Whanganui district councillors will decide next year what they consider are priority areas for fixing the district's earthquake-prone buildings.

Whanganui was classed as a medium seismic hazard area when the Earthquake-Prone Buildings Amendment Act came into effect last year.

It means Whanganui buildings identified as being earthquake-prone will have 25 years to be strengthened.

But those in whatever priority zone the council decides on next year will have 12 and a half years after identification and a report.

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That decision will follow a public consultation period likely to be in the middle of 2019.

Council staff will meet groups such as Mainstreet Whanganui and the Earthquake Prone Buildings Community Taskforce to shape a draft plan for public consultation.

"We need a starting point to start the conversation," council building control team leader Greg Hoobin said.

"Then the councillors will make that decision."

Buildings in priority areas identified as earthquake prone will have 12 and a half years to secure things such as parapets, facades and verandas.

"That shortened legislation is just in relation to the dangerous parts," Hoobin said.

"But the rest of the building gets the full time [25 years]. That's a lot. I think that's the misnomer that everybody's thinking about.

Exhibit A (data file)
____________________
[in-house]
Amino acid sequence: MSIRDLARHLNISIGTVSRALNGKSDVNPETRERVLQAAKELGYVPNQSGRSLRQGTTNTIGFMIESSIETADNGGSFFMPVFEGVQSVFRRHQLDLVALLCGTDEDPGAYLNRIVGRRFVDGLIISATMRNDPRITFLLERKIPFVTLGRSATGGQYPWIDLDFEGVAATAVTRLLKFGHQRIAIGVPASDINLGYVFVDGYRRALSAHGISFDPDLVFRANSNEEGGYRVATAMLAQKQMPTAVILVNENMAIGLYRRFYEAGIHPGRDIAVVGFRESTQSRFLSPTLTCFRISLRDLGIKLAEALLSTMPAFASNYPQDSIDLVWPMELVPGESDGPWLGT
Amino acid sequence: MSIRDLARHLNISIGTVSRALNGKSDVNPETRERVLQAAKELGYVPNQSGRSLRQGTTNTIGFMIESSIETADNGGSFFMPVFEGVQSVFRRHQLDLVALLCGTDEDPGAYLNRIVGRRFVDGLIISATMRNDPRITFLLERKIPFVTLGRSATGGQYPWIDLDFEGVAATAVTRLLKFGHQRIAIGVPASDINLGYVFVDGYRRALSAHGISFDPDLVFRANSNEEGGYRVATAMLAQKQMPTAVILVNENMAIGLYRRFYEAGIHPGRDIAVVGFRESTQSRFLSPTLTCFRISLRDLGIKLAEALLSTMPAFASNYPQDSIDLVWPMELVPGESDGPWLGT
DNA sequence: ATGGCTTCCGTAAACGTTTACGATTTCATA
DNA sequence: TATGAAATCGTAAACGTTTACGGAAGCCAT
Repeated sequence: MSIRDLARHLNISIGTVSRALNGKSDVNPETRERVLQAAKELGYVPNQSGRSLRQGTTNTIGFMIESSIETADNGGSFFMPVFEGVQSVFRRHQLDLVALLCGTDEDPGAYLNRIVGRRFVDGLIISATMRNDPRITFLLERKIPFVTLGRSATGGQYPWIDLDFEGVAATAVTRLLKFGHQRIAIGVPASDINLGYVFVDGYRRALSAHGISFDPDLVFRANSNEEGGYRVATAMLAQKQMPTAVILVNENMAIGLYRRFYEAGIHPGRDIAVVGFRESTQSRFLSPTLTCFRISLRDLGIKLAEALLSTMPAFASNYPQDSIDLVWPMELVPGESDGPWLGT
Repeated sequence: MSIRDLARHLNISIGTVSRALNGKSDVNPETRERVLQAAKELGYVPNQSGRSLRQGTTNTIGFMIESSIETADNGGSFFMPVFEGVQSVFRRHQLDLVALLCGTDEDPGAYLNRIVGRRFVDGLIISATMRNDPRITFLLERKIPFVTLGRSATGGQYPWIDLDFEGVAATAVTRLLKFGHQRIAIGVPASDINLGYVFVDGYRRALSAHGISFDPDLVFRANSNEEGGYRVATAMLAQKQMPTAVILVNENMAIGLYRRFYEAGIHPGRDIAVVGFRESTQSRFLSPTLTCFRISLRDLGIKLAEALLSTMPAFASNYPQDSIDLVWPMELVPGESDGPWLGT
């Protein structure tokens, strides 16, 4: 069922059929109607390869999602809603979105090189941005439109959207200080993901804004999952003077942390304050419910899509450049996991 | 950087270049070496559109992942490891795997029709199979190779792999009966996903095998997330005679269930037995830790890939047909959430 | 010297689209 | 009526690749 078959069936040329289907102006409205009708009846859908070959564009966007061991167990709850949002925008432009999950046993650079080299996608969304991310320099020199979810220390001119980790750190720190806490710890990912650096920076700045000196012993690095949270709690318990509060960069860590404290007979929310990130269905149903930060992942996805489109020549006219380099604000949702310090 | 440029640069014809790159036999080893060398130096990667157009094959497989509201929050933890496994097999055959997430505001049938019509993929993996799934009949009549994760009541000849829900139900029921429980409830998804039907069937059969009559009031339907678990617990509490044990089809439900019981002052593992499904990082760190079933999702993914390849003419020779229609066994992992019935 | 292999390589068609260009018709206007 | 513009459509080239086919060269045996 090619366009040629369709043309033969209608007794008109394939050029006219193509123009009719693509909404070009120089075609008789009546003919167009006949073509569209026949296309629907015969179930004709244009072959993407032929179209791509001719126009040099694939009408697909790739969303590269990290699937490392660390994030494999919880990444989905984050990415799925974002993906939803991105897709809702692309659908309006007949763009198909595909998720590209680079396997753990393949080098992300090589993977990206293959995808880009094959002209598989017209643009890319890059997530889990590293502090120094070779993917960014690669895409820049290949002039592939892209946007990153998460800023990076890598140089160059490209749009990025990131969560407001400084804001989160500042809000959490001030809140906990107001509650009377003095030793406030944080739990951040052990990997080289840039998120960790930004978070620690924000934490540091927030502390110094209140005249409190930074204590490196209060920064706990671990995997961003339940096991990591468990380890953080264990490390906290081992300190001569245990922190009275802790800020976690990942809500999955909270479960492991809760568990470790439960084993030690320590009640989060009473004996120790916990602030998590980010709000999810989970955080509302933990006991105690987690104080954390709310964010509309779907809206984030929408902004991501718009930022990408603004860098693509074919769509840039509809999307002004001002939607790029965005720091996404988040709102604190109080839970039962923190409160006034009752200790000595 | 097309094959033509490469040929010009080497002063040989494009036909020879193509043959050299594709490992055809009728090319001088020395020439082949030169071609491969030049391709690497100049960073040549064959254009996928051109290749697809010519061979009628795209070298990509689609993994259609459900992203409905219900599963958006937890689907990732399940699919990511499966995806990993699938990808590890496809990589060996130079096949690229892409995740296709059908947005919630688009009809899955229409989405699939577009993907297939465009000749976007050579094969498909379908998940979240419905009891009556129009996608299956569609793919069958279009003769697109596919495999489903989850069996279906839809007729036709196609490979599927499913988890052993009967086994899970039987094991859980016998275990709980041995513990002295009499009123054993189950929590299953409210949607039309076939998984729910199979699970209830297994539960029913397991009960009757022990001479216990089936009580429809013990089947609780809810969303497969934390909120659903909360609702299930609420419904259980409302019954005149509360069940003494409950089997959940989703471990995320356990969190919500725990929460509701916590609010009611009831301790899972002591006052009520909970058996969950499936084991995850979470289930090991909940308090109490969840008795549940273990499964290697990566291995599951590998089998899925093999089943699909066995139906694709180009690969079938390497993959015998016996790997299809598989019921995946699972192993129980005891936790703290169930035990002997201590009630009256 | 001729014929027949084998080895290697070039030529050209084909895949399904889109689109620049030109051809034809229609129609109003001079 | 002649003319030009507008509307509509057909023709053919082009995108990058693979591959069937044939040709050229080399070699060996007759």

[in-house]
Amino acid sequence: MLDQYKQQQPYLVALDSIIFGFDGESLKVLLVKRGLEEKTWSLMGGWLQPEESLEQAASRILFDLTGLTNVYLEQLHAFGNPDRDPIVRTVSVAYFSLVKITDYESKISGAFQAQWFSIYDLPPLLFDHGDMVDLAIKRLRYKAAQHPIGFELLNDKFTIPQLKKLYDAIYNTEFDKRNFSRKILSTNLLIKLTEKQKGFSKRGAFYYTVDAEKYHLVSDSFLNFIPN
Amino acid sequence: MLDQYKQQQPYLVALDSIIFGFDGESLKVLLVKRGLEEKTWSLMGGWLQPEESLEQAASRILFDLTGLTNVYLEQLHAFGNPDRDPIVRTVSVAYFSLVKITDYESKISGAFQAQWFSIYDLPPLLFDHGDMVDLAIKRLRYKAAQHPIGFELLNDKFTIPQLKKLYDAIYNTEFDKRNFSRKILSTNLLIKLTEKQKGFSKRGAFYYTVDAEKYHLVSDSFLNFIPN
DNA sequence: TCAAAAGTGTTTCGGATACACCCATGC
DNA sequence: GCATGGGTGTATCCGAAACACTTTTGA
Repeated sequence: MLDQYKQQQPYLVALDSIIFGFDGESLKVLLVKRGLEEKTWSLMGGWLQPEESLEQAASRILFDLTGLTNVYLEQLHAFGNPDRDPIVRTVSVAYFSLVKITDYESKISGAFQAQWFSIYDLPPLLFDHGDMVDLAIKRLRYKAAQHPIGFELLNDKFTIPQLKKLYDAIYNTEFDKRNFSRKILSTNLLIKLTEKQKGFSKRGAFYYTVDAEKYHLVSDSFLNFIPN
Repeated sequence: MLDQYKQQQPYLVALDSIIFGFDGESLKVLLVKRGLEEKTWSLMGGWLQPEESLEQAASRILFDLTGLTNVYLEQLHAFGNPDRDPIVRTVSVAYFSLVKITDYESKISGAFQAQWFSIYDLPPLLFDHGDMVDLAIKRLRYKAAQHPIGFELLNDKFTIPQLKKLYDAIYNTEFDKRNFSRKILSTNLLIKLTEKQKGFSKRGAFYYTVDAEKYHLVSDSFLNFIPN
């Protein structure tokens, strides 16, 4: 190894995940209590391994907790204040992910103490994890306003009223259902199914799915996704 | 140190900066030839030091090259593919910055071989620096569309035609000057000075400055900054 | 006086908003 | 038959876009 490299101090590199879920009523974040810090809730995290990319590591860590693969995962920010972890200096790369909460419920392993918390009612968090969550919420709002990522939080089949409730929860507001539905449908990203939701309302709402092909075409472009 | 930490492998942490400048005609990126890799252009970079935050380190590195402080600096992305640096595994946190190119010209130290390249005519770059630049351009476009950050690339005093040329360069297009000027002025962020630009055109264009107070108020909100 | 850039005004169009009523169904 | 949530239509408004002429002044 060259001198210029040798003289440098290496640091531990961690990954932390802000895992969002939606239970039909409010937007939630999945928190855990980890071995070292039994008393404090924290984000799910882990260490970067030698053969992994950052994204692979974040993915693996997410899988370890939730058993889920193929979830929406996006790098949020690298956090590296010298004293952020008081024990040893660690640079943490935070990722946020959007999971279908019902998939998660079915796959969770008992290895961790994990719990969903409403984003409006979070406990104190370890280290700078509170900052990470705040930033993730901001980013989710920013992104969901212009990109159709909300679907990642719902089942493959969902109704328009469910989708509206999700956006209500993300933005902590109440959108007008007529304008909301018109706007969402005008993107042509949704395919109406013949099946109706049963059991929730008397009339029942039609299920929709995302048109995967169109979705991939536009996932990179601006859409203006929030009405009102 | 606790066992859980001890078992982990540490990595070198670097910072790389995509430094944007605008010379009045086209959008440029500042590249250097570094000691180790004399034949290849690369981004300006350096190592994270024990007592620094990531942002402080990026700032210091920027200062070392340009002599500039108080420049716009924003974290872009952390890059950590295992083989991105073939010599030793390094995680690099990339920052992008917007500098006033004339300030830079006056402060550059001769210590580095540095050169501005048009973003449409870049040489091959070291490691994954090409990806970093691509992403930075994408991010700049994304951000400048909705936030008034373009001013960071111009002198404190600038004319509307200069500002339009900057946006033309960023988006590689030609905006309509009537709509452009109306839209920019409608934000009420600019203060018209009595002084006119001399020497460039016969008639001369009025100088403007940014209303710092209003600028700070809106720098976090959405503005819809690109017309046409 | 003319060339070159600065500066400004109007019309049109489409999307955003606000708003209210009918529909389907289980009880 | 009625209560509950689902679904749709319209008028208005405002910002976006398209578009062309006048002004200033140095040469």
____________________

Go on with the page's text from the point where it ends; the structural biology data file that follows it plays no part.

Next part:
"And the clock doesn't start until we issue that potential earthquake-prone-building notice.

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"We're trying to balance our response to what we have to do for the Ministry of Business, Innovation and Employment and what we have to do for building owners."

Hoobin said people would be surprised at how few buildings would fall in the priority earthquake-prone category.

"There's not going to be that many."

Smaller councils such as Rangitikei have decided they have no priority areas.

Hoobin encouraged the public to start thinking about what they believed were priority areas and acknowledged talk of seismic strengthening had gone quiet recently.

"But we need to do some things a little bit going forward again and I just don't want to go out there and people say 'well, you haven't been talking to us, what's going on?'"

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Once the priority areas were identified, the council would work one-on-one with owners, he said.

"We'll have the time to spend in a really solid engagement with the building owner and not just treat them as a block, as a number. Because every building is different."

Hoobin said about 40 buildings in Whanganui had already been seismic strengthened and that was being driven by the market rather than regulation.

The council will have some trainee building inspectors in Whanganui next year looking at some buildings but Hoobin said it was training only and building owners would be notified beforehand.

"I don't want people to panic."